I took my first colour pictures years before I was a photographer. I’d long had an interest in photography, assiduously reading Amateur Photographer from cover to cover in the local library each week and around the age of 13 had saved pennies from my very limited pocket money each week, finally managing to buy a Halina 35x, which looked like a real camera. But it was around 4 years later that I could afford to buy my first film and send it away for processing, an Ilford black and white film which was returned with 36 postcard-size deckle-edge lustre prints, mainly of ancient oak trees in Richmond Park, though one of my father in our back garden in tie and cardigan uneasily holding a garden fork still adorns an oval hole in one of those family composites put together by my wife on our landing.

But the second film I took, I think the following year, was Agfa colour transparency. Most or all of it was taken of a girlfriend, an aspiring model, sitting in a blossom covered peach tree (grown from a stone) again in our back garden. I’m not sure if any have survived and the romance certainly didn’t, perhaps largely because as a penniless student I didn’t have a sports car and couldn’t take her to clubs, restaurants and pubs like the older men she met.

For the next few years I was a film a year man, a roll of colour transparencies taken on holidays and outings. I did take a couple of rolls of black and white when still a penniless student, but my photography was rather more curtailed when I dropped the camera in the lake at Versailles on my first overseas holiday, a week in a student hostel on the outskirts of Paris with my future wife. Fished out after some minutes underwater it never worked reliably again, the leaf shutter closing when it felt like it rather than following the set speed.

Around five years later I could afford to replace it with a cheap Russian SLR, and by then I’d also taken a short darkroom course and was living in a flat where I could set up a temporary darkroom in the kitchen to develop film and make black and white prints and my photography really began. But I continued to take the occasional colour slide film, mainly still for holidays. And by the time I really began photography seriously I was usually carrying two camera bodies, one with black and white and the second colour film.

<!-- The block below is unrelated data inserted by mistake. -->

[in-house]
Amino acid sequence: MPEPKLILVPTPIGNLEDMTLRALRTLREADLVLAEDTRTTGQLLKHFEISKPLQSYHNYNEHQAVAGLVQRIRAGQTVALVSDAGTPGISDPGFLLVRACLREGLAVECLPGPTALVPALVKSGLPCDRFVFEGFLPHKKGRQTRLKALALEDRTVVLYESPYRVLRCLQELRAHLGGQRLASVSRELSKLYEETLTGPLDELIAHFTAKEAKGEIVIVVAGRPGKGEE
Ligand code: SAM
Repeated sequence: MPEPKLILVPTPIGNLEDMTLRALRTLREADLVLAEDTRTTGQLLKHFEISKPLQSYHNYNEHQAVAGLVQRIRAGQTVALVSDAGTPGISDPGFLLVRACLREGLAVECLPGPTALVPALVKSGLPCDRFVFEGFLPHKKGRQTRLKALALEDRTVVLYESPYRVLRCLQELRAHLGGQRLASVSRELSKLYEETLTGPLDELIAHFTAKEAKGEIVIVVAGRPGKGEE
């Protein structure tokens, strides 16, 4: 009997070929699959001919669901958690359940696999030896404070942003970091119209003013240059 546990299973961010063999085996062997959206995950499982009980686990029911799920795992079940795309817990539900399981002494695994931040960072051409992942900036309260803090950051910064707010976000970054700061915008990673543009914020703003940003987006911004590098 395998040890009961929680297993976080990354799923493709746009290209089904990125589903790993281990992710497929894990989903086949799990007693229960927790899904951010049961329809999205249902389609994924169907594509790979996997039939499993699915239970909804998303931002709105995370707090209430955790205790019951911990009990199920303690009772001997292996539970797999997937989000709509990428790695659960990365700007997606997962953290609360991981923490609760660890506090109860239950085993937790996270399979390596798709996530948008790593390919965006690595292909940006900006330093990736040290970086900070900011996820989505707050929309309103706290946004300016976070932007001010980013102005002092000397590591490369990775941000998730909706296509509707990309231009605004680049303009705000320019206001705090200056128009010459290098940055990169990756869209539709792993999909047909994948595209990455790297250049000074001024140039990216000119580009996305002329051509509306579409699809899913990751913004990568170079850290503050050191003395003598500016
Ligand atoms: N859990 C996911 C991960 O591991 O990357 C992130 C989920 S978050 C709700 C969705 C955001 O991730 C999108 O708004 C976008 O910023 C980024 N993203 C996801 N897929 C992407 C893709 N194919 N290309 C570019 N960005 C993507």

Until 1985, all of that colour film was transparency film, partly because at that time most publications would only accept slides, and I aspired to have my pictures published event if they seldom where. Most of it, largely on cost grounds, was in those early years taken on film which used the E3 process, and it hasn’t aged well. E4 which replaced it towards the end of the ’70s has done better and what little Kodachrome I took (it was more expensive) best of all. Of course my slides have been stored in far from ideal conditions at home which will have accelerated their ageing.

Thanks to the Covid lockdown, I have managed to complete the scanning of all those slides which I can find which seem worth scanning. A few in the past were scanned on a proper film scanner at around 20 minutes per image; a few years ago I found I could get acceptable results from my Epson 750PRO flatbed (though only by not using its automatic location which crops unacceptably) but have now found a bellows and macro-lens much faster and better. Retouching to remove spots and mould can still be time-consuming, and I’ll only do this when I need to use the images. I’ve found little if any gain in cleaning the slides other than with an air blower – and using cleaning fluids and cloths seems to make those in card mounts even dirtier.

At the end of last month I wrote a little about a cycle ride up the Loire valley with some pictures on Kodachrome from 1975. The pictures in this post are from Paris in 1973 and have survived better than most I took in the early years. You can see them larger by right-clicking and choosing to open them in a new tab.


My London Diary : London Photos : Hull : River Lea/Lee Valley : London’s Industrial Heritage : Flickr

All photographs on this and my other sites, unless otherwise stated, are taken by and copyright of Peter Marshall, and are available for reproduction or can be bought as prints.